In accordance with a preferred embodiment, a guide member is provided in the camera so as to project from an inner wall of the photographic film take-up chamber for guiding the photographic film leader downstream from the take-up reel when the photographic film leader is advanced up to the photographic film take-up chamber. The photographic film leader can thus reliably be captured on a photographic film take-up reel automatically without interference due to a curling tendency of the photographic film leader.

BRIEF DESCRIPTION OF THE DRAWINGS

The above objects and advantages of the present invention will become more apparent from the following detailed description when read in connection with the accompanying drawings, in which:

FIG. 1 is a perspective view illustrating a camera and a photographic film cassette to be loaded therein;

FIG. 2 is a schematic diagram illustrating a photographic film transporting system and a data read/write system incorporated in the inventive camera;

FIG. 3 is a side elevation, partially cut away, illustrating the photographic film cassette;

FIG. 4 is a vertical section illustrating the photographic film cassette;

FIG. 5 is an explanatory view illustrating photographic film of the photographic film cassette;

FIG. 6 is a horizontal section illustrating a photographic film take-up chamber of an inventive camera according to another preferred embodiment;

FIG. 7 is a horizontal section illustrating a photographic film take-up chamber according to still another preferred embodiment; and

FIG. 8 is a horizontal section illustrating a photographic film take-up chamber of a conventional camera.

DETAILED DESCRIPTION OF THE PREFERRED EMBODIMENTS

FIG. 1 illustrates a preferred embodiment of the present invention and a photographic film cassette for use therewith. A camera body 21 is provided with a centralized exposure aperture when back door 20 is left open. A lens 23 is disposed in front of a frame 24 of the exposure aperture. A pair of photographic film guide rails 25 and 26 are formed in upper and lower positions on aperture frame 24. A reflection type photosensor 27 is provided on the aperture frame 24, so as to count perforations 12 in the film in order to detect an amount of feeding photographic film 3 (see FIG. 2). Next to the aperture frame 24 is a cassette receiving chamber 28 and a photographic film take-up chamber 29, each formed in the camera body 21.

The cassette receiving chamber 28 is loaded with a photographic film cassette 2, whereas the photographic film 3 is wound up in the photographic film take-up chamber 29. A photographic film take-up reel 30 is rotatably provided in the photographic film take-up chamber 29. A plurality of capture members 30a are formed on the cylindrical surface of the take-up reel 30 for engaging with perforations of a photographic film leader fed from the cassette receiving chamber 28 out of the cassette shell 5.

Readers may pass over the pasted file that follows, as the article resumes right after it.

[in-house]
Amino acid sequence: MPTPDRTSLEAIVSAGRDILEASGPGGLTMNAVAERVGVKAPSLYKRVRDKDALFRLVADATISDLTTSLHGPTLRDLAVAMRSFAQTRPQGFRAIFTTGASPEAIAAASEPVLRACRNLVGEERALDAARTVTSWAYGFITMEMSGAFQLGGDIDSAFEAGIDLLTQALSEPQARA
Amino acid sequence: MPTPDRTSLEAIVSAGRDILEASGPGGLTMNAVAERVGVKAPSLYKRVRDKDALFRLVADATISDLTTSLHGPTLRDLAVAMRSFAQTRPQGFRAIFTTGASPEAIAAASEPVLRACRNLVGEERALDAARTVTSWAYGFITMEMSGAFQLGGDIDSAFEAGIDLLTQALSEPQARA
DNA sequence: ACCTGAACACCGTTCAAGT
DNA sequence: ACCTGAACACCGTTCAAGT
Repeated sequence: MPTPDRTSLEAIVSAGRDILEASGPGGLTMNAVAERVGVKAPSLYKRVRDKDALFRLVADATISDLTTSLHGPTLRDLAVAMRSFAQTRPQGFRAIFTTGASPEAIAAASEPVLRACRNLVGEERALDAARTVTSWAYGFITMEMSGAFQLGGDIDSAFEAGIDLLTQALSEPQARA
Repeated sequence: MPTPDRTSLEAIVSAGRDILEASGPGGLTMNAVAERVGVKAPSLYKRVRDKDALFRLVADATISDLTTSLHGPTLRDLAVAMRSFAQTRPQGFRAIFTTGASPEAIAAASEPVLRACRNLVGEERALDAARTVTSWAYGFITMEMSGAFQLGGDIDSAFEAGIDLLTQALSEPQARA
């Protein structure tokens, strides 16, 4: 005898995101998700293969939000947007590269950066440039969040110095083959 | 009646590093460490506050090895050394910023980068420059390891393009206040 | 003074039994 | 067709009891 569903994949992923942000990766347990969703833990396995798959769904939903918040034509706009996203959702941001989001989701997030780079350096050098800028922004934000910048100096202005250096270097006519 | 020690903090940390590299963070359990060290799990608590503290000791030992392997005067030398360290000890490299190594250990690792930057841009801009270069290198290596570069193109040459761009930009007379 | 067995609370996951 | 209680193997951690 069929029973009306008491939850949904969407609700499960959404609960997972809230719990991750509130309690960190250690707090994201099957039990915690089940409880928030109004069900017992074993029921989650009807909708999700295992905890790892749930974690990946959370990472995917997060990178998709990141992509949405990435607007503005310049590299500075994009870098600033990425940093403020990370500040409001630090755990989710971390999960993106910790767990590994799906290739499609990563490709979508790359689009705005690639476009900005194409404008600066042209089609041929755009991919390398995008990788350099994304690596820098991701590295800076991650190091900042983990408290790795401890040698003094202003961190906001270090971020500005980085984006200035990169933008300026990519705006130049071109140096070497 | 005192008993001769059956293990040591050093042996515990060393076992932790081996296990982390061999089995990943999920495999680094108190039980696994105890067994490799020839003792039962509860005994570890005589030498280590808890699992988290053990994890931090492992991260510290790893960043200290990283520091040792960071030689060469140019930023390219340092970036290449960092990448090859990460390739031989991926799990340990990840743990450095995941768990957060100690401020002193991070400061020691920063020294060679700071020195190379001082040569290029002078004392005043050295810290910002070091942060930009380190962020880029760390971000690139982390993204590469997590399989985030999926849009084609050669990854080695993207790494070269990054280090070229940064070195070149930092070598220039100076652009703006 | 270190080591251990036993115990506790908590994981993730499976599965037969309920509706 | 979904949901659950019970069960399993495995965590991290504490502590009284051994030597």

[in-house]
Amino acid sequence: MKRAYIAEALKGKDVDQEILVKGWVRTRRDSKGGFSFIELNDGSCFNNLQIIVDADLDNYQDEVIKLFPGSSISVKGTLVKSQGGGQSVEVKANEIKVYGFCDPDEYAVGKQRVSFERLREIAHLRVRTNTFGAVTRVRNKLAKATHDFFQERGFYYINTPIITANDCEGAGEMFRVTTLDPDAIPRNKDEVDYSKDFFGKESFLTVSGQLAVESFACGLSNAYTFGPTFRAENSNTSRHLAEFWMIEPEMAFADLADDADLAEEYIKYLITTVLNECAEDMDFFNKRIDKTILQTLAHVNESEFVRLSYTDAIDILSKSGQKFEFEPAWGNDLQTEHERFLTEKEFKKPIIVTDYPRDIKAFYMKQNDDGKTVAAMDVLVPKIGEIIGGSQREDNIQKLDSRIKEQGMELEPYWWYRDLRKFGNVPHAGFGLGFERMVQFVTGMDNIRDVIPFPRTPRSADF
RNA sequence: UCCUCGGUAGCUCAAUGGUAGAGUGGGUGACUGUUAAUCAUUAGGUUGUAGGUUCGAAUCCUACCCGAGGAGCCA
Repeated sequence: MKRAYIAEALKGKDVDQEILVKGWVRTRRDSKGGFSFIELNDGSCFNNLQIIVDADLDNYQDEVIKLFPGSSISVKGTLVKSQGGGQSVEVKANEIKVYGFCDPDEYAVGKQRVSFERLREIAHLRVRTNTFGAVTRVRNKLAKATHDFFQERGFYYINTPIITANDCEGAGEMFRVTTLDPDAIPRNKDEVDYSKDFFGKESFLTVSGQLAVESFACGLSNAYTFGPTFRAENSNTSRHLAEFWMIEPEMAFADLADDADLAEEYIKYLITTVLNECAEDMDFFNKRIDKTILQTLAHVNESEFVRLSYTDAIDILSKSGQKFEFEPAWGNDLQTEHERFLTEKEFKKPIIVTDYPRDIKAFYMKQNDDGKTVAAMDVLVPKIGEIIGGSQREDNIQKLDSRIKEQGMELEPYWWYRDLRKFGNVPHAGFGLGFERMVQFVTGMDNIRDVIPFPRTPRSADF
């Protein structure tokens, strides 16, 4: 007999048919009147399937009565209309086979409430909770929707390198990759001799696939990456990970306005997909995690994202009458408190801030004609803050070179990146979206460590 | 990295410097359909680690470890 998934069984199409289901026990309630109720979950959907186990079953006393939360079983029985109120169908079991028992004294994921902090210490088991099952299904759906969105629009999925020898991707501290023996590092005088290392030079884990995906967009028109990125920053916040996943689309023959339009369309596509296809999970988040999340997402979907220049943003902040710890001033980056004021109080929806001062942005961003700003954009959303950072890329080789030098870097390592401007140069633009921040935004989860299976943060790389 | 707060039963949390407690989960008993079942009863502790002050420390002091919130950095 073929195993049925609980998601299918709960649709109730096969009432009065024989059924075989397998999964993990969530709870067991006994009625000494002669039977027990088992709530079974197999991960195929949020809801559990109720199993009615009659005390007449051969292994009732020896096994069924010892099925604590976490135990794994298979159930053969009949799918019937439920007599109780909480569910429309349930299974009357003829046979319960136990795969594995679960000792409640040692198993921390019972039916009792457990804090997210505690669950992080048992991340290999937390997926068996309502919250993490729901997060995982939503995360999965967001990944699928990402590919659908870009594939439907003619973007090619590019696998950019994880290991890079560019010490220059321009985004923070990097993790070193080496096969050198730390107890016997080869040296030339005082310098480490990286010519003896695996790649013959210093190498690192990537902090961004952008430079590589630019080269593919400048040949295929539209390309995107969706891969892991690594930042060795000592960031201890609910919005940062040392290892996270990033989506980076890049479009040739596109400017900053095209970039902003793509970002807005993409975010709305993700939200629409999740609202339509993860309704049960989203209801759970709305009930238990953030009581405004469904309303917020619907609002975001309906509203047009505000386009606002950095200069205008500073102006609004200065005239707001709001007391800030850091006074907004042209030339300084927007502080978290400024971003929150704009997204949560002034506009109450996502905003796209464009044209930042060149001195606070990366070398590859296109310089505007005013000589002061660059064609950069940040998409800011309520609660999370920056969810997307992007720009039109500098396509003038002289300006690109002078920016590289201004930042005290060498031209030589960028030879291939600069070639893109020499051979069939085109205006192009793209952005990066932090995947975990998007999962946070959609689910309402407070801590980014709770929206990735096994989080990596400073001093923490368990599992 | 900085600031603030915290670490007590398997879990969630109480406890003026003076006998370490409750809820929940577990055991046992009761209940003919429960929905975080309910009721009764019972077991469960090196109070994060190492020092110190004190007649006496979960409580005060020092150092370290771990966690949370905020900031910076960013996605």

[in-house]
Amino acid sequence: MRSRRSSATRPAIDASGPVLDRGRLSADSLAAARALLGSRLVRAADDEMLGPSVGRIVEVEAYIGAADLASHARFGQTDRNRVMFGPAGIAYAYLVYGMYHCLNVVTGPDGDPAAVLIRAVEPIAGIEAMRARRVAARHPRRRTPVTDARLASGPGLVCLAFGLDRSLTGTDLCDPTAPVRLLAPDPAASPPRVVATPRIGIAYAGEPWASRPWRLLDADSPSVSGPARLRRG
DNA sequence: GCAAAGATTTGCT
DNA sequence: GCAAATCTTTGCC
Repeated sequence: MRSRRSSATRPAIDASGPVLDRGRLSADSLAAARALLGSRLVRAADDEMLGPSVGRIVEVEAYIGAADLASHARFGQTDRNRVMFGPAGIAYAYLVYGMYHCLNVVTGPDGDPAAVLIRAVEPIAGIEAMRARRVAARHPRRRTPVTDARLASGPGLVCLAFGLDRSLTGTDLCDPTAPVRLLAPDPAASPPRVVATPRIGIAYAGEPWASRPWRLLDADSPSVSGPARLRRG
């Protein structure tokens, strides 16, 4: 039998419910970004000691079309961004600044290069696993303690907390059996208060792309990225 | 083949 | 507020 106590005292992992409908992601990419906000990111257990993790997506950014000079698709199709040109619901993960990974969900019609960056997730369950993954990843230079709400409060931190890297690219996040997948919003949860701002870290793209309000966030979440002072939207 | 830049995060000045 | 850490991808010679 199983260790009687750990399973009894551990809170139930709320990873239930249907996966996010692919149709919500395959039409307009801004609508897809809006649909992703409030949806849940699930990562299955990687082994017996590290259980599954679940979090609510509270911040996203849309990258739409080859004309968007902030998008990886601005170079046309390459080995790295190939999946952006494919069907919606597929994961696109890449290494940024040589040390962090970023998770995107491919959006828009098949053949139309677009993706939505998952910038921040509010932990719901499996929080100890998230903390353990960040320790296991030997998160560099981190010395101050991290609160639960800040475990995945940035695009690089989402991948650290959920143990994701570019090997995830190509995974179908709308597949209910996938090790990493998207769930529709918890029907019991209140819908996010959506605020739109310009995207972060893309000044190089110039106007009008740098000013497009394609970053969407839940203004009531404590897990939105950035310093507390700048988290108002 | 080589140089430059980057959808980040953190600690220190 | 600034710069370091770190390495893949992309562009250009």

The photographic film cassette 2 consists of the photographic film 3, wound in a roll on a spool core 4 and a cassette shell 5 for containing the photographic film 3 in a light-tight fashion. The cassette shell 5 consists of a pair of plastic shell halves 5a and 5b. The photographic film leader is fully wound up and contained in the cassette shell 5, even in the unused state. The photographic film leader is propelled to the outside of the cassette shell 5 when the spool 4 is rotated in a direction of unwinding.

A lower opening 31 of the cassette receiving chamber 28 is formed on the bottom of the camera body 21, through which opening 31 the photographic film cassette 2 is loaded in the cassette receiving chamber 28. It is noted that, in operation, the back door 20 will be opened just enough to expose the lower opening 31. However, back door 20 is shown to be open widely in FIG. 1 for the purpose of clearly illustrating the structure of the camera body 21. A fork 32, to be rotated by a motor described below, is disposed in the innermost surface of the cassette receiving chamber 28 for being engaged with the spool core 4 so as to rotate it. A cassette detecting switch 33 is provided near the fork 32 for detecting the presence of a photographic film cassette 2 in the cassette receiving chamber 28. A ridge 34 is formed on the cassette receiving chamber 28 for positioning the cassette shell 5.

The back door 20 is provided with a conventional pressure plate 35. A magnetic head 37 is disposed on the back door 20 for recording and reading data on a magnetic recording area 14 on the photographic film 3 (see FIG. 2). The magnetic head 37 penetrates the pressure plate 35 through a hole therein so as to be in contact with the photographic film 3. A bottom portion 38 is formed integrally with the back door 20 for preventing outer light from entering the bottom of the camera body 21. The open/closed state of the back door 20 is detected by a back door switch 39 provided beside the cassette receiving chamber 28. A shutter release button 40 is also provided on the camera body 21.